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Ramsey, Shipley disappointed with Perry, Gingrich finishes

January 4th, 2012 10:24 pm by Hank Hayes

KINGSPORT — Both Texas Gov. Rick Perry and ex-U.S. House Speaker Newt Gingrich underachieved at the Iowa caucuses, key Tennessee political operatives for the two GOP presidential candidates acknowledged during a meeting with the Times-News Editorial Board on Wednesday.

Gingrich finished fourth and Perry landed in fifth place behind caucus winner and former Massachusetts Gov. Mitt Romney; second-place finisher and former U.S. Sen. Rick Santorum; and U.S. Rep. Ron Paul, who placed third.

Lt. Gov. Ron Ramsey, R-Blountville, is the Tennessee chairman of Perry’s campaign.

“I still think he’s the best person for the job,” Ramsey said of Perry. “I know him well. He’s done a great job as governor of Texas. Obviously, the (GOP presidential) debates killed him in my opinion. I don’t know if he survives through (the Jan. 21 GOP primary in) South Carolina or not. If he can’t make South Carolina, it is over. ... That’s going to be a personal decision for him to hold out through Iowa and New Hampshire, and South Carolina or not. ... Obviously (finishing fifth) is a blow.”

State Rep. Tony Shipley, R-Kingsport, is co-chairing Gingrich’s Tennessee campaign with state Sen. Stacey Campfield, R-Knoxville.

“I think Newt Gingrich is undoubtedly the smartest man in the room,” Shipley said. “It was a rough night for everybody, but when you’re on the receiving end of $5.5 million in negative ads, man, they work. Let’s see if they can spend that kind of money in New Hampshire and spend it in South Carolina. Newt’s in. He’s not coming out. ... I would venture he’s in at least through (the Jan. 31 GOP primary in) Florida. The (campaign) infrastructure is there. There may have been some shaky moments on the ground in Iowa in terms of organization. That’s not so here. It’s not so in Georgia or Alabama, or Florida or South Carolina. ... I still think he’s the smartest man in the room.”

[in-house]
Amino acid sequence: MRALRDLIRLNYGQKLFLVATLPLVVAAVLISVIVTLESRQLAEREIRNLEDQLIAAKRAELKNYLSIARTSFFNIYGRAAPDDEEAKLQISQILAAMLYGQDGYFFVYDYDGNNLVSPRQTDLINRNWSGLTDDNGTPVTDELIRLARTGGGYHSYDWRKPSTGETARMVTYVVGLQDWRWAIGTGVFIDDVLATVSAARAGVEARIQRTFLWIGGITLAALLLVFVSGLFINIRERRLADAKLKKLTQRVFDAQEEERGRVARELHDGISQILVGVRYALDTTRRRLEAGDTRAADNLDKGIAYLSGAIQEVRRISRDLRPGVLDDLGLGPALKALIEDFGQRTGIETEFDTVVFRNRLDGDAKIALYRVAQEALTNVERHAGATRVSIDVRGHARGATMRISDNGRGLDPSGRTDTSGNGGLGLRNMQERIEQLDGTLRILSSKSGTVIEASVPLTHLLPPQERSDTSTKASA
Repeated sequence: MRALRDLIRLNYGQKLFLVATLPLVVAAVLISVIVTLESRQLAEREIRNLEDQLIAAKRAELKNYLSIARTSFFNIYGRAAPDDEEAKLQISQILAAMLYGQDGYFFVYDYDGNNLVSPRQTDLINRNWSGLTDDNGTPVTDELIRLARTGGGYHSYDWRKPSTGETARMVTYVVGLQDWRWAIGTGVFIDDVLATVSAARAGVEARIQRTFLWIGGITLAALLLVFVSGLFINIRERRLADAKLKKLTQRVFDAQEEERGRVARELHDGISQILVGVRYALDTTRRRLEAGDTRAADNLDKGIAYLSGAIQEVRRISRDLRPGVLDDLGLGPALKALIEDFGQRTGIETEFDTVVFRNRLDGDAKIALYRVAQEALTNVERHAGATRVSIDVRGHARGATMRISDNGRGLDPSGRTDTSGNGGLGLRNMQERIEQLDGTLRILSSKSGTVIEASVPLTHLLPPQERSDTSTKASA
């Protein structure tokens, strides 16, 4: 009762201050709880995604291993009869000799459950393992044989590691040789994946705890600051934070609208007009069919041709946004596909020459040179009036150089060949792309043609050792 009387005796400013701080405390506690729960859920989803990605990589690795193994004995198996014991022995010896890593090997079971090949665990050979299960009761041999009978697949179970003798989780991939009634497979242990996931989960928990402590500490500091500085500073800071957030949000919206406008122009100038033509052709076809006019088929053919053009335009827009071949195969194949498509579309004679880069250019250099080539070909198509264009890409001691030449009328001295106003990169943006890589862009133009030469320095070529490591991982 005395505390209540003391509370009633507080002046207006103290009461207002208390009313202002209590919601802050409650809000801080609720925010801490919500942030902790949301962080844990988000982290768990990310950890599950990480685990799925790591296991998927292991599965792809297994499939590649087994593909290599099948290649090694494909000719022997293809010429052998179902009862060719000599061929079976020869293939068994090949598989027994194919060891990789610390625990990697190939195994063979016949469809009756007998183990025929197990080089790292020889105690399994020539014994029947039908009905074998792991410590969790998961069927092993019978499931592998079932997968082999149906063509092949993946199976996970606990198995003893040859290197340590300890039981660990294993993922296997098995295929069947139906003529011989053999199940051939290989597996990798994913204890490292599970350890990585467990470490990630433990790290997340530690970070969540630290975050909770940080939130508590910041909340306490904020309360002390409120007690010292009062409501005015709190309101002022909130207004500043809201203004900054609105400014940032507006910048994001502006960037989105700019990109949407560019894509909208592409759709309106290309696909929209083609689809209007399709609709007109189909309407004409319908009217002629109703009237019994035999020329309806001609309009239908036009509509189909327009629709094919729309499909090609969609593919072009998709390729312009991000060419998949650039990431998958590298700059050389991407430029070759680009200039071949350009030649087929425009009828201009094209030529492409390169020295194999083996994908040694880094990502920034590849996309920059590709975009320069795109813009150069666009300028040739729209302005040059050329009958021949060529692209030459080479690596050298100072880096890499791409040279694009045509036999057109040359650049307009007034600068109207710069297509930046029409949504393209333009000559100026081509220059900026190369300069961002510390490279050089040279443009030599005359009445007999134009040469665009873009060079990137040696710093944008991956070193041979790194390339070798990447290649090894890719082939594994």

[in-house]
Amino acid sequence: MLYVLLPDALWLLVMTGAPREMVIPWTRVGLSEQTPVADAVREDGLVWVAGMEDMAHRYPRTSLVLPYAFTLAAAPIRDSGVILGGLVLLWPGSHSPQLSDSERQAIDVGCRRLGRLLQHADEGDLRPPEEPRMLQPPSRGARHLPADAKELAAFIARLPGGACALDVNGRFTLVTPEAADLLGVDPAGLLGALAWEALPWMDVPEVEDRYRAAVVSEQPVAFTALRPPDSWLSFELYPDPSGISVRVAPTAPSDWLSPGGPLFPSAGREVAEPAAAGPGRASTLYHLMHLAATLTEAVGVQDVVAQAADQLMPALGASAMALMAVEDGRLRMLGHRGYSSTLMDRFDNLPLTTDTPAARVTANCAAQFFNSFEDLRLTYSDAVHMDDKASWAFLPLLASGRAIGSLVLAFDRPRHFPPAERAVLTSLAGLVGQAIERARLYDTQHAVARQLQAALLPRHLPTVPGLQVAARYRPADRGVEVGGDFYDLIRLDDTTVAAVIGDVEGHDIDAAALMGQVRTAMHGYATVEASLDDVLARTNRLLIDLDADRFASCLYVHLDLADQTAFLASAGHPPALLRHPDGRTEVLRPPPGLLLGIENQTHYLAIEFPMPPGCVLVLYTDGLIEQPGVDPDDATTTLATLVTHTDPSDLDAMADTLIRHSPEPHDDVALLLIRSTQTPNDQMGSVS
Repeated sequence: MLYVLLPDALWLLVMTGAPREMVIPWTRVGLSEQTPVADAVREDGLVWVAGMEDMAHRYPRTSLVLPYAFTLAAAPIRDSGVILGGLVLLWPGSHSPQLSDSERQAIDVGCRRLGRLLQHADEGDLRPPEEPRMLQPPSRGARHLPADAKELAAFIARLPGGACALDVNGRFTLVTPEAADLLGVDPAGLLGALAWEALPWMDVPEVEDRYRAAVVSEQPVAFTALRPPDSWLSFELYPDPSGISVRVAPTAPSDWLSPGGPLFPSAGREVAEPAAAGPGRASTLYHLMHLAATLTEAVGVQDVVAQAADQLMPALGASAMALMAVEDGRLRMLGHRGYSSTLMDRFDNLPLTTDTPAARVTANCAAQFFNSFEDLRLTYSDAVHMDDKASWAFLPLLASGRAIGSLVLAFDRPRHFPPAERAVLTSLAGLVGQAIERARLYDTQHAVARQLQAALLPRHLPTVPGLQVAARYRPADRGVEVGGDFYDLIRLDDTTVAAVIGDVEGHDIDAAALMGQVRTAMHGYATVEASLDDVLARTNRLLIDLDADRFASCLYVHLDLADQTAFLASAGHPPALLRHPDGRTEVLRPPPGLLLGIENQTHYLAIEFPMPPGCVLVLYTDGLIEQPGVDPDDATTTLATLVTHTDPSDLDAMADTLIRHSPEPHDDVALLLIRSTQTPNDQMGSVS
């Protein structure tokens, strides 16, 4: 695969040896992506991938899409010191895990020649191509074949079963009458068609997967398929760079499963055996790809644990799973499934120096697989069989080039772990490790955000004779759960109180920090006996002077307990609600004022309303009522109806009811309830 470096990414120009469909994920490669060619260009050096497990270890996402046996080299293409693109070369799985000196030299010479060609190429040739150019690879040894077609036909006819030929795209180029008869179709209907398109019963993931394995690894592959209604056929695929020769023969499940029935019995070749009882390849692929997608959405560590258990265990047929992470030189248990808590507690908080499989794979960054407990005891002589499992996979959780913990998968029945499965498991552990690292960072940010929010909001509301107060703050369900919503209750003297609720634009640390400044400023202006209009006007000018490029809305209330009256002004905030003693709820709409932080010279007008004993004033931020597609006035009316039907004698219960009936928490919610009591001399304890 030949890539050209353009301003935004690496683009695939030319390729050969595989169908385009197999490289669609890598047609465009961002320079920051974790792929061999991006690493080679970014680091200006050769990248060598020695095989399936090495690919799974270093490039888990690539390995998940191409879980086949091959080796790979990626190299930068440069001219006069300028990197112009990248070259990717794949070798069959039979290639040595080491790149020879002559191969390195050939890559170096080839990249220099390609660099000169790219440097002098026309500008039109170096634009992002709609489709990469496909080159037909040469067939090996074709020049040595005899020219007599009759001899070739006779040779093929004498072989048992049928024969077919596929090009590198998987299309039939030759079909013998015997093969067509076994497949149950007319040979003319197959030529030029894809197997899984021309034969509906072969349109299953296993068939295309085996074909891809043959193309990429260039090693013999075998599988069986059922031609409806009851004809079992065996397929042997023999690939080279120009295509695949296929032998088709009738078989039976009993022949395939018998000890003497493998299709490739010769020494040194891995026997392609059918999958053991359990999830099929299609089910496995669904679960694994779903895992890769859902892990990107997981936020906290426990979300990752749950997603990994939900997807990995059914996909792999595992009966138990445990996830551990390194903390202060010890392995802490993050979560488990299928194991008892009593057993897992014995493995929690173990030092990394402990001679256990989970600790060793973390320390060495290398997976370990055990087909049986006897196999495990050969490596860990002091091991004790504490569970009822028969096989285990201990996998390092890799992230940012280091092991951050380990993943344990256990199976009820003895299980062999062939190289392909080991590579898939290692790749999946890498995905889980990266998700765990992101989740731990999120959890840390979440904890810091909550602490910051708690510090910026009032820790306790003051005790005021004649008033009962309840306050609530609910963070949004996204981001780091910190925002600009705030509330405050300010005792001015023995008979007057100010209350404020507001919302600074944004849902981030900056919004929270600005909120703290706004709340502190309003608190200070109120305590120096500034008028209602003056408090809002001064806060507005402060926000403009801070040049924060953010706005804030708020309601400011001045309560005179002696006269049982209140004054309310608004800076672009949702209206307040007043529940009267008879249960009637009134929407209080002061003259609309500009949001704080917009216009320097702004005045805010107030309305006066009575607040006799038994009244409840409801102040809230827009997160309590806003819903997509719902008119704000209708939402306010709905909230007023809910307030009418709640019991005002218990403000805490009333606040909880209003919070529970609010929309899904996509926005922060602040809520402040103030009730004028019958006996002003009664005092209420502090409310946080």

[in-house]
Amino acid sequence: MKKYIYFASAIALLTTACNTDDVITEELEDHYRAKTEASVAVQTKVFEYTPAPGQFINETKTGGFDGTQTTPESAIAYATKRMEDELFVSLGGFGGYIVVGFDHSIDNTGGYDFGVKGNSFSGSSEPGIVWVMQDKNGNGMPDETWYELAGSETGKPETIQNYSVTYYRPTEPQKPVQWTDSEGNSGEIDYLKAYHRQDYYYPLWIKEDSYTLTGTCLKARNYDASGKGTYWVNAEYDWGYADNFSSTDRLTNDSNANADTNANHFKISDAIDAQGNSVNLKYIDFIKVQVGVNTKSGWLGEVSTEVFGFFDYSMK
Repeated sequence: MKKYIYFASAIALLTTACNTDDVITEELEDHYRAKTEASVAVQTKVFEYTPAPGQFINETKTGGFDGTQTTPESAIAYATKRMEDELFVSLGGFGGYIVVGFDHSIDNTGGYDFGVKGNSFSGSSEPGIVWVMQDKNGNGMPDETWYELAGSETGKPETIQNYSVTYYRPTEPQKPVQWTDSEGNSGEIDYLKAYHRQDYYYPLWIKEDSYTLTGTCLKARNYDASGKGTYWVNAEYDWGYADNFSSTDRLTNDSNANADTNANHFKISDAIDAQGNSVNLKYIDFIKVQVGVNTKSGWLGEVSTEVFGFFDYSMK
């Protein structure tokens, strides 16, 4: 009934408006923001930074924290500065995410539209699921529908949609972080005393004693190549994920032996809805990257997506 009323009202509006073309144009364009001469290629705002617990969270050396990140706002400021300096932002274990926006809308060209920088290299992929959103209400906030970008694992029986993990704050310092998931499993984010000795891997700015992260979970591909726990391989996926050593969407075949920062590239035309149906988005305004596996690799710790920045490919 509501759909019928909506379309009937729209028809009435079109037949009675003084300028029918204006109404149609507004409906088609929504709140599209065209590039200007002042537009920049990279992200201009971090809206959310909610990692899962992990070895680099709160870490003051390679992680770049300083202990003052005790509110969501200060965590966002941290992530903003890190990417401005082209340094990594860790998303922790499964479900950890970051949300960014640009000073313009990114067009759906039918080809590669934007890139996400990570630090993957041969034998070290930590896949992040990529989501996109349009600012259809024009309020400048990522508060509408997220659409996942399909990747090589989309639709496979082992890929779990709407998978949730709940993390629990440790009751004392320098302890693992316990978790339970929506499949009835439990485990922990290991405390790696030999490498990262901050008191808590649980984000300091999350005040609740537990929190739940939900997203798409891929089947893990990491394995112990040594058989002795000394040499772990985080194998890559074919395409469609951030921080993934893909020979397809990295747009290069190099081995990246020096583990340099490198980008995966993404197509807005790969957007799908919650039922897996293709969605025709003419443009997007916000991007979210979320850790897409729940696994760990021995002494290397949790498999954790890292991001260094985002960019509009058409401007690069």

But GOP presidential support in Tennessee, which holds its presidential primary on March 6, remains fragmented.

Romney’s campaign finance leadership team in Tennessee includes national Republican fund-raisers Ted Welch and Jim Haslam.

Haslam, the founder of Pilot Corp., is the father of current Tennessee Gov. Bill Haslam, a Republican who backed Romney’s 2008 presidential bid but hasn’t publicly announced support for any GOP presidential hopeful.

In Virginia, Perry and Gingrich “did not come close” to getting the necessary 10,000 signatures to be on the state’s March 6 GOP primary ballot, according to the Republican Party of Virginia (RPV).

Perry’s campaign has filed a lawsuit against the Virginia Board of Elections and RPV to gain access to the ballot.

“At this point it is necessary to see what the court says on this matter, and so neither I nor the party will be issuing any further statements until the judge issues a ruling,” said RPV Chairman Pat Mullins in a recent prepared release.

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